Carlo insisted that he was the film’s creature designer. Fine by me, except for the fact that, in my not-so humble opinion, his designs were crap. Here’s his design for the transformed Dagoth:
I did a joke version of this design:
I drew this Dagoth design:
Then I drew this very H. P. Lovecraft/Cthulhu-inspired creature (Conan creator Robert E. Howard was friends with Lovecaft and contributed to HPL’s Cthulhu mythos):
Sadly (for the film), Rambaldi won out.
Originally, Wilt Chamberlain was going to wear Rambaldi’s monster suit. I watched Carlo sculpting the Dagoth creature.
“You know,” I commented, “that Wilt is not going to fit in this suit design of yours.”
“You don’t know what you’re talking about. This will fit Wilt perfectly.”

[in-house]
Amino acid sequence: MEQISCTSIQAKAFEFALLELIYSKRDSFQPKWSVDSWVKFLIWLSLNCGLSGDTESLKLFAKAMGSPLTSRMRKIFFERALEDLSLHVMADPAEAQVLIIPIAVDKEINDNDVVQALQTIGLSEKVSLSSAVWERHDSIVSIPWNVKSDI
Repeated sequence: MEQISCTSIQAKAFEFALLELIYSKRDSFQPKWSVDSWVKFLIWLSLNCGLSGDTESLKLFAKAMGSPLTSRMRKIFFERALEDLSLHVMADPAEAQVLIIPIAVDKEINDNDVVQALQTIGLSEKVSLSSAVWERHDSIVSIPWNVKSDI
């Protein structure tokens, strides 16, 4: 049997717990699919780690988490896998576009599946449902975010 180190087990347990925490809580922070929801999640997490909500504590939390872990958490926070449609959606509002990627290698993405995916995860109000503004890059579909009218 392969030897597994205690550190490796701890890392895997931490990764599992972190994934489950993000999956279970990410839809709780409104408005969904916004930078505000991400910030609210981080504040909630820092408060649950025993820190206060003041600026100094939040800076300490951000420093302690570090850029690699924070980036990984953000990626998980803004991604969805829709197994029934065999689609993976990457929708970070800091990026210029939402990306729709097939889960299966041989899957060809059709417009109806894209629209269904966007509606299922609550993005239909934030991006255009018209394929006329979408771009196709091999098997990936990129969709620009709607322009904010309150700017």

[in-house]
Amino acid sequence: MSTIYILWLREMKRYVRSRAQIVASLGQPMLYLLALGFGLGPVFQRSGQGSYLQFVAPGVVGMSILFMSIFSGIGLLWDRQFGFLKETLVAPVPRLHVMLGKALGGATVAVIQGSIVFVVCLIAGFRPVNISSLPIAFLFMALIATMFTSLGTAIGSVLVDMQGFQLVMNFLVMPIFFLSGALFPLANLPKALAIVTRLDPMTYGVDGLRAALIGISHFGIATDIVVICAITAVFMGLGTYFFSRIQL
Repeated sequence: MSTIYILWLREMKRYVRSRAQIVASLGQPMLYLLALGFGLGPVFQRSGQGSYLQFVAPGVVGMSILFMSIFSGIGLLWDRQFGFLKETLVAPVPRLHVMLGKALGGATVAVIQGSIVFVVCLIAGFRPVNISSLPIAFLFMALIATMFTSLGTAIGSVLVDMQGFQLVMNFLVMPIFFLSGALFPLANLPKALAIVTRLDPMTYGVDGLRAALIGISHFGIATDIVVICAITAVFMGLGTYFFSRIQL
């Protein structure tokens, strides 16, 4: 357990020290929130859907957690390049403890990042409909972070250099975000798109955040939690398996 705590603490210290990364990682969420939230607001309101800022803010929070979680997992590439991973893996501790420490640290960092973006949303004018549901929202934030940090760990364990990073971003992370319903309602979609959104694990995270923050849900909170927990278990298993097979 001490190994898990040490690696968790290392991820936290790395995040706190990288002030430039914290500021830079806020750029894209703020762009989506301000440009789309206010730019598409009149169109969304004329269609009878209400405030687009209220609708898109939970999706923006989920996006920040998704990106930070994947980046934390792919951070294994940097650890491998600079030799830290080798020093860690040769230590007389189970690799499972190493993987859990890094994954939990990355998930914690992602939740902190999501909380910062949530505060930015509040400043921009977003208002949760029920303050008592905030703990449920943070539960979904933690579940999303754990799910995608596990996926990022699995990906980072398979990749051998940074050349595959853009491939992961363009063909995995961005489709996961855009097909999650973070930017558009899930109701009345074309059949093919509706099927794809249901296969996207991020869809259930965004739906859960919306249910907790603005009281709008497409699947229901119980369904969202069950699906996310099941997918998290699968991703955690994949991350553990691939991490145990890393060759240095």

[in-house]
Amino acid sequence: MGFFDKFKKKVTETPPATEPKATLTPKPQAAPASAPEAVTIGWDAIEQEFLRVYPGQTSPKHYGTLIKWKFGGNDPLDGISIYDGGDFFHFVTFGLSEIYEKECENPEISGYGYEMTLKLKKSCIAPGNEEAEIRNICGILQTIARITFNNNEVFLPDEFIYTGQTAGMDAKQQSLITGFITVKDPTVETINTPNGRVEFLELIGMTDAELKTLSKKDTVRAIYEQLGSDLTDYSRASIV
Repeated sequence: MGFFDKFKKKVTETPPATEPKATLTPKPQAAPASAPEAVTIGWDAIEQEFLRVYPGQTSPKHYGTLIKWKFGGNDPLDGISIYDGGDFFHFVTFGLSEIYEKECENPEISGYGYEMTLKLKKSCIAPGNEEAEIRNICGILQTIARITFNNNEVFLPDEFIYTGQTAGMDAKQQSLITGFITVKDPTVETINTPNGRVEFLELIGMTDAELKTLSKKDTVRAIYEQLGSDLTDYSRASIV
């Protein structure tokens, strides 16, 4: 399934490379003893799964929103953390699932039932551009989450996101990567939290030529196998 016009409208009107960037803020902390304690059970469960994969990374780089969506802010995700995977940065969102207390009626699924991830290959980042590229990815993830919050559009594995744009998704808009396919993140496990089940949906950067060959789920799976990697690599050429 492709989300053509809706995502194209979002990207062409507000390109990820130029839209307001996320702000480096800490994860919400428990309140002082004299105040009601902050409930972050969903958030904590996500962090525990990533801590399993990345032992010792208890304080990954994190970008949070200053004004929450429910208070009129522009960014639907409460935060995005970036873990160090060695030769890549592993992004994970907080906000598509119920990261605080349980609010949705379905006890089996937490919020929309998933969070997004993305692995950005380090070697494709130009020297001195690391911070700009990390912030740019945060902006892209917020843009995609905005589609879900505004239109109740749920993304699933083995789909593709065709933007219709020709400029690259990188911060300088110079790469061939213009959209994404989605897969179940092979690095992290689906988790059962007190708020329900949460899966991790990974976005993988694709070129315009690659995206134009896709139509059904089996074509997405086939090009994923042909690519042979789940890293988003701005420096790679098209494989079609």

“I’ve stood next to the guy. Your suit would fit me ––– but Wilt? No way. You should have made a body cast to sculpt over instead of eyeballing it.”
(An attempt at a body cast of Wilt was made at one point. Unfortunately, Carlo delegated the task of making a plaster cast of Wilt to two of his girls –– neither of whom had ever made a body cast before. They mixed the wrong ratio of plaster to water, so the cast never took. This mishap nearly got Rambaldi fired, as we were working on a very tight schedule that did not allow for re-dos)
Carlo continued to disagree and kept sculpting.
Guess what? The suit didn’t fit.
The sleeves and the legs of the suit had to be cut open to accommodate Wilt’s girth. That’s why in the end of the film, when Dagoth gets transformed, it takes place at night during a lightning storm. That was done to make it deliberately difficult for the movie audience to see that the Dagoth monster suit was being barely held together by diaper pins.
Andre the Giant (an even worse fit for Carlo’s suit) has credit for playing the transformed Dagoth. I wasn’t on set when those scenes were shot, so I can’t tell you who was in the suit. I can tell you that I never once saw Andre the Giant while I was on the film.